• Proxy voting policy

    A proxy statement is a document that provides shareholders with information about issues to be discussed and voted upon at a stockholders’ meeting. Shareholders may attend the meeting and register their votes in person or vote by sending in proxy ballots on the various matters scheduled to come before the meeting. As investors and shareholders, nonprofits are frequently confronted with the issue of whether they should vote their shares as recommended by the company’s management or analyze each issue in light of the institution’s mission. Some nonprofits have adopted policies by which they either (i) vote their own proxies, (ii) assign the responsibility to a third party or (iii) have their investment managers vote the proxies, usually in accord with guidelines provided by the institution.

  • Public charity

    A nonprofit organization that qualifies for tax-exempt status under section 501(c)(3) of the Internal Revenue Code and that derives its support from broad-based public sources. Public charities are the recipients of most foundation and corporate grants. Some public charities also make grants. Religious, educational and medical institutions are deemed to be public charities.

  • Public foundation

    Legally classified as “public charities,” public foundations are publicly supported nonprofit organizations and are predominantly funded by contributions from individuals, corporations, governmental units and private foundations. As distinguished from most public charities, public foundations focus more on grant-making than on providing direct charitable services.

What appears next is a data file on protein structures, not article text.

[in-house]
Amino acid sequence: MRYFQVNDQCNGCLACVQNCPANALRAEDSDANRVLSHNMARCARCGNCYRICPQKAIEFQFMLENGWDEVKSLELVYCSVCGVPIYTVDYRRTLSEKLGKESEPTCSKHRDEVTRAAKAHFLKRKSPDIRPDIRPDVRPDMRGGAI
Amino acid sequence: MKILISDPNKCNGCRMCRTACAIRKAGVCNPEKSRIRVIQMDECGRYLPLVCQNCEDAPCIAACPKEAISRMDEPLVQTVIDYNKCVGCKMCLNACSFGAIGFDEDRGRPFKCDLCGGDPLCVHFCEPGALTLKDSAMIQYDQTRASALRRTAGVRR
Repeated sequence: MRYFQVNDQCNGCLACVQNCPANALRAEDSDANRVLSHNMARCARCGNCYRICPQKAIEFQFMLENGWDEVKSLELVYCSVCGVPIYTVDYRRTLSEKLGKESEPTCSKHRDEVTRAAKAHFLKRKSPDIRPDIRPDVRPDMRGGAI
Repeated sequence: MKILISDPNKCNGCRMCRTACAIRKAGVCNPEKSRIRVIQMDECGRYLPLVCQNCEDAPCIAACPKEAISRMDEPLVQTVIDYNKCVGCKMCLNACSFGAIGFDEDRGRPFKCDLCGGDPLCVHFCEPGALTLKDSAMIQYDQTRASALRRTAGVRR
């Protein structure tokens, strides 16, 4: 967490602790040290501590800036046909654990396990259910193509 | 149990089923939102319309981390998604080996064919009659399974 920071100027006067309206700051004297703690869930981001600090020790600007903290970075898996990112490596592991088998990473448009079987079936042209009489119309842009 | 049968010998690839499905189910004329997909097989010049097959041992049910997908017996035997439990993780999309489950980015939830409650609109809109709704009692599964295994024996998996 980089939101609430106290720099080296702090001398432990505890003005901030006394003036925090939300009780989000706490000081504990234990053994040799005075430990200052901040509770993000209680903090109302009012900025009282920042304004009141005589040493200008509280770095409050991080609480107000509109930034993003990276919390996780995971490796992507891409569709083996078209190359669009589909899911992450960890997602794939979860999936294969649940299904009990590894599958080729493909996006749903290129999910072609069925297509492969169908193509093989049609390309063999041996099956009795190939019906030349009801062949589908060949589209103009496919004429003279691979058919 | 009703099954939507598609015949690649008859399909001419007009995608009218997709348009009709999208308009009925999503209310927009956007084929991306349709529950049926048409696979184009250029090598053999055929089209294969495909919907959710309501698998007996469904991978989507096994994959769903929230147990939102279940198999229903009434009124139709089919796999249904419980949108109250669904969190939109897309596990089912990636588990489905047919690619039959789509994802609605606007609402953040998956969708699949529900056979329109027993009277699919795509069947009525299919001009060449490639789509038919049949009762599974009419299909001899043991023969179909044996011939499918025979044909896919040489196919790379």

• Public support test

    There are two public support tests, both of which are designed to ensure that a charitable organization is responsive to the general public rather than a limited number of persons. One test, sometimes referred to as 509(a) (1) or 170(b)(1)(A)(vi) for the sections of the Internal Revenue Code where it is found, is for charities like community foundations that mainly rely on gifts, grants, and contributions. To be automatically classed as a public charity under this test, organizations must show that they normally receive at least one-third of their support from the general public (including government agencies and foundations). However, an organization that fails the automatic test still may qualify as a public charity if its public support equals at least 10 percent of all support and it also has a variety of other characteristics—such as a broad-based board—that make it sufficiently “public.” The second test, sometimes referred to as the section 509(a)(2) test, applies to charities, such as symphony orchestras or theater groups, that get a substantial part of their income from the sale of services that further their mission, such as the sale of tickets to performances. These charities must pass a one-third/one-third test. That is, they must demonstrate that their sales and contributions normally add up to at least one-third of their financial support, but their income from investments and unrelated business activities does not exceed one-third of support.


  • Q-TIP trust